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Open Source GSM Network At Dutch Hacker Convention

suntac Re:p2p (141 comments)

Fido-net style....... aha,.... yes we are on the same page again. Had to go back in memory for that one. :-) however yes you could do this. It would mean building a lot of things however nothing is holding you back from building such a thing. You will have to maybe even create your own handsets (or new software for it) however it can be done with enough time (and $). ;-) tell me when you are done :-)

more than 5 years ago
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Open Source GSM Network At Dutch Hacker Convention

suntac Re:What are the costs? (141 comments)

Some information is given on the costs during the talk, you can find links to the video archive of the talks at https://wiki.har2009.org/page/Media

some of the pages are currently down I think because the event network is down however servers should be on the move back to the datacenter. Some of the links are currenlty working so you can already have a peak.

Regards,
Johan Louwers.

more than 5 years ago
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Robots to Crawl Under the City

suntac Re:Um? (94 comments)

That was what the writer meant to say ;-)

more than 6 years ago

Submissions

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suntac suntac writes  |  more than 7 years ago

Johan Louwers writes "Researchers at the University of Rochester have shown that people who played action video games for a few hours a day over the course of a month improved by about 20 percent in their ability to identify letters presented in clutter — a visual acuity test similar to ones used in regular ophthalmology clinics. In essence, playing video game improves your bottom line on a standard eye chart. You can do some of the tests used in the research online."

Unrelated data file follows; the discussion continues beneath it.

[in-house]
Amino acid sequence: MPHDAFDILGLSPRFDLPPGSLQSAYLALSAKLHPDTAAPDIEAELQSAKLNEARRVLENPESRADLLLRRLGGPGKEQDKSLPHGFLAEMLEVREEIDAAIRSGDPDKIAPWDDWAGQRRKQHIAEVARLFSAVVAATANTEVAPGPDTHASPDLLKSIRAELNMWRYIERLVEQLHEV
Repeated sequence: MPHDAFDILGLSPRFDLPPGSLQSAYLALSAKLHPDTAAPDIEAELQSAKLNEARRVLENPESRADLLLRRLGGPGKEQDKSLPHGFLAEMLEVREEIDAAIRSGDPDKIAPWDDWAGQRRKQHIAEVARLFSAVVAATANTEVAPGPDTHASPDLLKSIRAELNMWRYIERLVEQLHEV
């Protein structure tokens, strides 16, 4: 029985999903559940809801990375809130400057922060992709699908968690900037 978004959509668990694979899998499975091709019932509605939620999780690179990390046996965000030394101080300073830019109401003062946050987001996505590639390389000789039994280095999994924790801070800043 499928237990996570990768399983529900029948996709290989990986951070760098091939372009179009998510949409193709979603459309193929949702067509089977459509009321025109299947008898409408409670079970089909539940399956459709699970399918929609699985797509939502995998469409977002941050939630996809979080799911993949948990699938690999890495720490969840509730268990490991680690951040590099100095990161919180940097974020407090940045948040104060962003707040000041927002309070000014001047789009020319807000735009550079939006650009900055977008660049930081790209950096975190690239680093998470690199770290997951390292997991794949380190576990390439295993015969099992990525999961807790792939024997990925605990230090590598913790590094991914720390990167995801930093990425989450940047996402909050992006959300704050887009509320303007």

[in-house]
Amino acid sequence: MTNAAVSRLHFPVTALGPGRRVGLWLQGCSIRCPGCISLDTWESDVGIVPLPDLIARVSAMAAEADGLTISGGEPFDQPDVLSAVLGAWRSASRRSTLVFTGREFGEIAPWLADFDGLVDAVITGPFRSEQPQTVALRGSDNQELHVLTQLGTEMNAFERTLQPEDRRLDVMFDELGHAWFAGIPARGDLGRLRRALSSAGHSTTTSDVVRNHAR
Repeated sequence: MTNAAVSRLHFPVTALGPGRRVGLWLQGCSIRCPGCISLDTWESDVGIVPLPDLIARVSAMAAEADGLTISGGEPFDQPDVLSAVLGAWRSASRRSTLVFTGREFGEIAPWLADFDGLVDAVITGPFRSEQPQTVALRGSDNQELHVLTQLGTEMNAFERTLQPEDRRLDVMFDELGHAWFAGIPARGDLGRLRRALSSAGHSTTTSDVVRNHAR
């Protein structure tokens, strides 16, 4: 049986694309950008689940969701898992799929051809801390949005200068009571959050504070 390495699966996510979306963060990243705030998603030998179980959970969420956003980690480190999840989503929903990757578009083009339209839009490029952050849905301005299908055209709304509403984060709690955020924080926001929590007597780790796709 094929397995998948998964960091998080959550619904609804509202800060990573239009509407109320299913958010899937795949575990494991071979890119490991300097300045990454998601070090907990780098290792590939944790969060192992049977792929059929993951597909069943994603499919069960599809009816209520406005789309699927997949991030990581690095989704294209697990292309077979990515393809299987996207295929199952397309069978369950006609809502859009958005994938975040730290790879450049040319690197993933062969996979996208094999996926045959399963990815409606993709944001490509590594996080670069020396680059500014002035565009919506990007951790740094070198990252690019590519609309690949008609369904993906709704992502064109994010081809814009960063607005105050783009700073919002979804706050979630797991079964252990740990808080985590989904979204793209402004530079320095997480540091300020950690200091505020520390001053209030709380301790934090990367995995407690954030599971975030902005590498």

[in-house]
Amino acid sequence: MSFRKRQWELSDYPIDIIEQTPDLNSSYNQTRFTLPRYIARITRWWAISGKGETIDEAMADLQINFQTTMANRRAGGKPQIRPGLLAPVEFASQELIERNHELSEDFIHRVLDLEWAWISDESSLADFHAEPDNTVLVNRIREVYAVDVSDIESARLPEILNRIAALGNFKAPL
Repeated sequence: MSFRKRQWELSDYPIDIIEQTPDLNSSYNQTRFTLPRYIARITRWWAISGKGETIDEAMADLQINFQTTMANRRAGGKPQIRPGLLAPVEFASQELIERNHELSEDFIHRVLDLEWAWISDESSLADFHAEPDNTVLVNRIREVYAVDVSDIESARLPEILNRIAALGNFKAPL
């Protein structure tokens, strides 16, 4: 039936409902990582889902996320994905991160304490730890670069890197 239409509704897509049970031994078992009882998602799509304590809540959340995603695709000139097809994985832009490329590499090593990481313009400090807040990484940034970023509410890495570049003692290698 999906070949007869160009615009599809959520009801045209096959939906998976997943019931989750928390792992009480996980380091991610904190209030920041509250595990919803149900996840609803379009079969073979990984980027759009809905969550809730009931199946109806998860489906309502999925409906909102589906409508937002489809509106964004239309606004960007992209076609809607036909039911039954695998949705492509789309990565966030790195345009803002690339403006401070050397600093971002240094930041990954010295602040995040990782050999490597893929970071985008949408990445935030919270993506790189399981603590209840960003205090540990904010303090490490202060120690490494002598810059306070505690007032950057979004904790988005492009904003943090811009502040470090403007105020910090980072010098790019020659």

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suntac suntac writes  |  more than 7 years ago

Johan Louwers writes "Robots will crawl tubes in a short while to investigate power cables running in the tubes to make sure they are still undamaged or in need for a repair. The Robotic Cable Inspection System is developed by Alexander Mamishev a assistant professor of electrical engineering at the University of Washington. Making use infrared thermal analysis and acoustic partial discharge analysis the robot will be checking mile after mile of cable while crawling his way in the tubes."
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suntac suntac writes  |  about 8 years ago

suntac writes "A collaboration between a mathematician and an artist-geometer has resulted in some of the most mathematically sophisticated and aesthetically gripping animations ever seen in the field. Their visualizations of cutting-edge research in dynamical systems theory not only provide a dramatic new way of visiting mathematical worlds once seen only in the mind's eye, but also point to a new era for the use of computer graphics in communicating and carrying out mathematical research. The two collaborators are Etienne Ghys, a mathematician at the Ecole Normale Suprieure in Lyon, France, and Jos Leys, a Belgian graphic artist and engineer with strong mathematical interests. Read more in this column"
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suntac suntac writes  |  about 8 years ago

suntac writes "Honeywell and the university of Florida are building the fasted space computer ever. According to the press release on the university website the computer will be at least a 100 times faster than any computer in space at the moment. The goal is to have a NASA test mission in 2009 where the computer will be launched into space. Find out more on the university website."
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suntac suntac writes  |  about 8 years ago